Nearly 90% of British adults reported an increase in the cost of living last month, data from the Office for National Statistics showed on Monday.
According to the ONS’s latest Opinions and Lifestyle Survey, 87% of respondents said their cost of living had increased between 16 to 27 March over the previous month, up from the 62% who reported a rise in November 2021.
Nearly a quarter said they had found it “very difficult or difficult” to pay their usual household bills compared to a year ago, while of those who paid energy bills, 43% reported that they had found them hard to pay.
As a result, 17% of respondents reported borrowing more money than they did a year previously, while more than half – 54% – said they were spending less on non-essential goods and services.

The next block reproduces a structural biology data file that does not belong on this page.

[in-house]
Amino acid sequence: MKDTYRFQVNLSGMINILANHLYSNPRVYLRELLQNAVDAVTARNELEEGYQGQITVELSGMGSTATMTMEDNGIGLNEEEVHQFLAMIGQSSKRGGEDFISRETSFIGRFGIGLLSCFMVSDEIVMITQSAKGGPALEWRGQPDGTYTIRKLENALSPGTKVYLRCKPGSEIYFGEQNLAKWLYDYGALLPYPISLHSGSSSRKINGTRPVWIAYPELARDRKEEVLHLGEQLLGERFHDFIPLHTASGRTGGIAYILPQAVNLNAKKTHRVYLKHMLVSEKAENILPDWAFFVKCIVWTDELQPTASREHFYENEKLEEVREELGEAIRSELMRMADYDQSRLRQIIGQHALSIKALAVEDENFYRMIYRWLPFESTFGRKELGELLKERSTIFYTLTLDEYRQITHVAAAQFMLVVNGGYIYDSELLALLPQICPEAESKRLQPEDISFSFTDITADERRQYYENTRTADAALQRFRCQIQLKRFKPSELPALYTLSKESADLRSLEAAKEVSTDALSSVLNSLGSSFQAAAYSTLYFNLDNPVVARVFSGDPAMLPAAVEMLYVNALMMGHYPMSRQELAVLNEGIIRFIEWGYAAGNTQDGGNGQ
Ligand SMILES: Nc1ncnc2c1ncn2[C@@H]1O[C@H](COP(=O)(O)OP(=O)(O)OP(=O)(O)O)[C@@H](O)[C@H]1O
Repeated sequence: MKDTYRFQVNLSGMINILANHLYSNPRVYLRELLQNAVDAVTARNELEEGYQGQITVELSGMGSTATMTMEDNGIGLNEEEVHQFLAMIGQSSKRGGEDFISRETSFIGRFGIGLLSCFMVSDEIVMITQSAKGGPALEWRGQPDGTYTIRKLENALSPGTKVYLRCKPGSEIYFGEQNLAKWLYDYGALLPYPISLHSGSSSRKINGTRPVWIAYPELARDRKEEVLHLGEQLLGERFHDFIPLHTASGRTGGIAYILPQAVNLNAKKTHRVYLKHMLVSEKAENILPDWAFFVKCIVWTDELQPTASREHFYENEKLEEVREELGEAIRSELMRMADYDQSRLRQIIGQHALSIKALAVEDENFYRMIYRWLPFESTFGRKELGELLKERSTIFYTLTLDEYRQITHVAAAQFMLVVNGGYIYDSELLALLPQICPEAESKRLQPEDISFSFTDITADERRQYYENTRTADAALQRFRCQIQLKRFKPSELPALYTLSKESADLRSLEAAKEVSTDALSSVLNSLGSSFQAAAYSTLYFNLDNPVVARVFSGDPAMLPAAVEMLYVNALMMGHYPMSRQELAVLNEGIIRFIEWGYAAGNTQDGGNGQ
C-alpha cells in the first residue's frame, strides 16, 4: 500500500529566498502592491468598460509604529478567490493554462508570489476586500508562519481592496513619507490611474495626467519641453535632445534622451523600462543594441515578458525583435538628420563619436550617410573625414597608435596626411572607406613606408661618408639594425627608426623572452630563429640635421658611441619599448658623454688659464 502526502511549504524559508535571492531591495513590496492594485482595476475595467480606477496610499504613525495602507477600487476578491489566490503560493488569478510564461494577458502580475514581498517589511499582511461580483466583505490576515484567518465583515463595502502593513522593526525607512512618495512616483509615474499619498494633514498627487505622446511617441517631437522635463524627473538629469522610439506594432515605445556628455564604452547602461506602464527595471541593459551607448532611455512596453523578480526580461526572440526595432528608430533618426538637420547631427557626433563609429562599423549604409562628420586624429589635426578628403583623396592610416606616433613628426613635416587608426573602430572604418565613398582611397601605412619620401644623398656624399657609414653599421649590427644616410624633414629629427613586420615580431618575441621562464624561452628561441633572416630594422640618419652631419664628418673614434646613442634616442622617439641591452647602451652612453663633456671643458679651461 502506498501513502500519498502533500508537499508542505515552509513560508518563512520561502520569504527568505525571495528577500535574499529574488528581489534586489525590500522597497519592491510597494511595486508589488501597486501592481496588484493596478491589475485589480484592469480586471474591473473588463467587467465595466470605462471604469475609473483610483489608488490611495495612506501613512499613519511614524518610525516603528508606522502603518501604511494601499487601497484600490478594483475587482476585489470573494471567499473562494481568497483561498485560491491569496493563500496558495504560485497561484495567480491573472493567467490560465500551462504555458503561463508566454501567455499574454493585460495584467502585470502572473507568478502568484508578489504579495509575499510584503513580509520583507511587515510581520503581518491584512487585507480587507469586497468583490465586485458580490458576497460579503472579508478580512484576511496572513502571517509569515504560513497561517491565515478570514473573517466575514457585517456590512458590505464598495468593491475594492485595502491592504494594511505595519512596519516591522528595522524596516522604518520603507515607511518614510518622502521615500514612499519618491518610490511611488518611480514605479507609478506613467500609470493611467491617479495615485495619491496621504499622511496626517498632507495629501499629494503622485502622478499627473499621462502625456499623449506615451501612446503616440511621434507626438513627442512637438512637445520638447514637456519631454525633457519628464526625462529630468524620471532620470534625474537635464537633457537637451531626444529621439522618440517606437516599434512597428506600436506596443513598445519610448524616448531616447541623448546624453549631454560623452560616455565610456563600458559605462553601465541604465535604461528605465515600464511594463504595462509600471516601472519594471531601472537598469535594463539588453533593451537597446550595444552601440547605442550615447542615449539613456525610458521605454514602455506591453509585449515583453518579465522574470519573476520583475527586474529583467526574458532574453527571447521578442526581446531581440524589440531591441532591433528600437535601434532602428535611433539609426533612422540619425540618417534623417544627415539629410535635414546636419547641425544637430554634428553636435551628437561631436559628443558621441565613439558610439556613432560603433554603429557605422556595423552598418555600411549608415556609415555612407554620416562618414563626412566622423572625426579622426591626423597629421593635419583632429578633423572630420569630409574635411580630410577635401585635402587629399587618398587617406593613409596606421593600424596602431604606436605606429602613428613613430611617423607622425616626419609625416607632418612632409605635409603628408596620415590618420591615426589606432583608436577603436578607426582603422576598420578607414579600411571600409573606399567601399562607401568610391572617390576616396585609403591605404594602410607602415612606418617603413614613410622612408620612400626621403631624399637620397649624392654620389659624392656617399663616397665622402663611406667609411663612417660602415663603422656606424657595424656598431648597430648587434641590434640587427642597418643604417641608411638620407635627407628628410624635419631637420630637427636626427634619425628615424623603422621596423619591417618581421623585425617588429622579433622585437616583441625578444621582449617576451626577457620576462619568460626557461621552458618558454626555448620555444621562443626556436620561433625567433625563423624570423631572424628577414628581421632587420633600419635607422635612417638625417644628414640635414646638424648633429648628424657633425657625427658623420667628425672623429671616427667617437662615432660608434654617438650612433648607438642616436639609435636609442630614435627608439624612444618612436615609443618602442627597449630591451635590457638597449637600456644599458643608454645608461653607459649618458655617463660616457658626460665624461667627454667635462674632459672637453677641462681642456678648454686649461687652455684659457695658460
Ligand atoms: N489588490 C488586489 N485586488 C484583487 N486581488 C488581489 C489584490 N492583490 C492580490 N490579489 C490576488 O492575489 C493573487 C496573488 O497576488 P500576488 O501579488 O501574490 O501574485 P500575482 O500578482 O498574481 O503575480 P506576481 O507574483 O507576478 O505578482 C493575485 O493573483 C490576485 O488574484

The ONS said there had now been a steady rise in the number of adults reporting an increase in the cost of living since November. The main reasons were increases in the price of food, higher energy bills and more expensive fuel.
Inflation is currently running at 7% in the UK, the highest rate for 30 years. Although prices have been rising steadily over the last year, they spiked following Russia’s invasion of Ukraine, with food and energy prices in particular affected.
Household bills then further came under pressure after Ofgem raised the price cap on energy bills, and National Insurance contributions went up.